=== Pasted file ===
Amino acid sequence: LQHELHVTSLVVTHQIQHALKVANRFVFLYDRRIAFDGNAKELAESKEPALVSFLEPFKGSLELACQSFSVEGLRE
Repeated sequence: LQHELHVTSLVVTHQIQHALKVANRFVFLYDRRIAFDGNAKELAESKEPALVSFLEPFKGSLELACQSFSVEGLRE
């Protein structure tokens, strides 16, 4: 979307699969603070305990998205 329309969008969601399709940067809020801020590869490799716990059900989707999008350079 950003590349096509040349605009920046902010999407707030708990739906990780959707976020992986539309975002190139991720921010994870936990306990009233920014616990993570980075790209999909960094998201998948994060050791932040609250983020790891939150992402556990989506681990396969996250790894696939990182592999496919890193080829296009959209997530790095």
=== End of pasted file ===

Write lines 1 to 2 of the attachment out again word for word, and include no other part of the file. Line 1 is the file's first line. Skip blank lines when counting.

Amino acid sequence: LQHELHVTSLVVTHQIQHALKVANRFVFLYDRRIAFDGNAKELAESKEPALVSFLEPFKGSLELACQSFSVEGLRE
Repeated sequence: LQHELHVTSLVVTHQIQHALKVANRFVFLYDRRIAFDGNAKELAESKEPALVSFLEPFKGSLELACQSFSVEGLRE